The 65-year-old Biden is chairman of the Senate Foreign Relations Committee and a highly respected voice on international affairs.

He has twice sought the Democratic nomination for the White House and has served more than 30 years in the Senate.

Biden is expected to appear alongside the presidential candidate at a rally in Obama's state of Illinois at 3pm (20:00 GMT) on Saturday.

After appearing at the Old State Capitol in Springfield, where Obama launched his presidential campaign, they will tour some of the key battleground states, including Iowa and Montana.

Experience

Rob Reynolds, Al Jazeera's senior Washington correspondent, said that Biden complements Obama as he is strong in several areas where some voters perceive the Illinois senator is lacking.

In focus

In-depth coverage of the US presidential election
"The campaign of Republican senator John McCain has been very critical of Barack Obama, pointing to a lack of experience they characterise him as a lightweight, someone who hasn't been steeped in policy issues, who doesn't have a great breadth of experience, especially in foreign policy," he said.

McCain's campaign said that the choice showed that OBama was not ready to serve as president himself.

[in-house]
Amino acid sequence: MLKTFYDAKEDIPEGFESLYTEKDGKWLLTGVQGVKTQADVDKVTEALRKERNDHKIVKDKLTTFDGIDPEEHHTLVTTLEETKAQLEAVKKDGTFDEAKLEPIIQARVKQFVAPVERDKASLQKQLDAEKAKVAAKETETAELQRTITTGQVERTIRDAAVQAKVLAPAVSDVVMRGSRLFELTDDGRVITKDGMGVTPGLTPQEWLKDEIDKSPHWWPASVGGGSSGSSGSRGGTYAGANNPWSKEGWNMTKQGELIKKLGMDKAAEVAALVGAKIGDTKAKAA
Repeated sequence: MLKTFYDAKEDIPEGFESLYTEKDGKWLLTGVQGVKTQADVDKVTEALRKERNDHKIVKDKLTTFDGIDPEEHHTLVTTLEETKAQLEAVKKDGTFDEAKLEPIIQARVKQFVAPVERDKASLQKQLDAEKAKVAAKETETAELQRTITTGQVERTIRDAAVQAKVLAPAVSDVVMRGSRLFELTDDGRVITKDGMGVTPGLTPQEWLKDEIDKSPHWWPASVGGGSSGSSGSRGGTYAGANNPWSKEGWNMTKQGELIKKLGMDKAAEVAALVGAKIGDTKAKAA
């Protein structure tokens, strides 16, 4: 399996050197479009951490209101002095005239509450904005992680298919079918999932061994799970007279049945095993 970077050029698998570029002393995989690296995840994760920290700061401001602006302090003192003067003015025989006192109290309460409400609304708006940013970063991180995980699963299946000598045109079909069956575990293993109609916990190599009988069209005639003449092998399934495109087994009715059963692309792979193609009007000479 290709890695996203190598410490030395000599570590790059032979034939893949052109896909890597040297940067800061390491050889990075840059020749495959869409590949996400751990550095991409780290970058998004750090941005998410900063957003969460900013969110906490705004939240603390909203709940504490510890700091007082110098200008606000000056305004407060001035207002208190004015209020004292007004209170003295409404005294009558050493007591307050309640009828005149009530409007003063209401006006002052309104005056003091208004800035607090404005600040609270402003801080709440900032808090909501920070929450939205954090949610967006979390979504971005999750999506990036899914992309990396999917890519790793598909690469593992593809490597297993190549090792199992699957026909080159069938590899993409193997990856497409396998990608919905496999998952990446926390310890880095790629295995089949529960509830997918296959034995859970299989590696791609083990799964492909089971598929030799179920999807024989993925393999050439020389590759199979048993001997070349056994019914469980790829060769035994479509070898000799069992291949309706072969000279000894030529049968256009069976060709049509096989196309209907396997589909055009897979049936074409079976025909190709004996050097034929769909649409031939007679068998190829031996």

"There has been no harsher critic of Barack Obama's lack of experience than Joe Biden," Ben Porritt, a spokesman for McCain's campaign said in a statement.
  
"Biden has denounced Barack Obama's poor foreign policy judgement and has strongly argued in his own words what Americans are quickly realising, that Barack Obama is not ready to be president."

Senior Republican officials say that McCain has not settled on a choice of vice-president, although Mitt Romney, former governor of Massachusetts and Tim Pawlenty, governor of Minnesota, were being considered.

Challenge

Before naming Biden, Obama had told CBS' "Early Show" that he had decided on someone who will be prepared to step in as president, can help him govern and will be independent.

"I want somebody who is going to challenge my thinking and not simply be a yes person when it comes to policy-making," he said.

Toby Chaudhuri, a Democratic strategist, said that "the Obama-Biden ticket has a ring to it".

"There is a lot of electricity there, even though everybody will dice it up and think about which constituencies are going to be more likely to vote for the ticket now, at the end of the day it is about the chemistry between these two folks," he told Al Jazeera.

"When you add Biden to it, you add a populism to the ticket that may not have existed before, in addition to all the credibility that comes with his experience."

The move comes as the Democratic party is preparing for its annual convention in the city of Denver in Colorado next week, where both Obama and his vice-presidential choice are due to speak.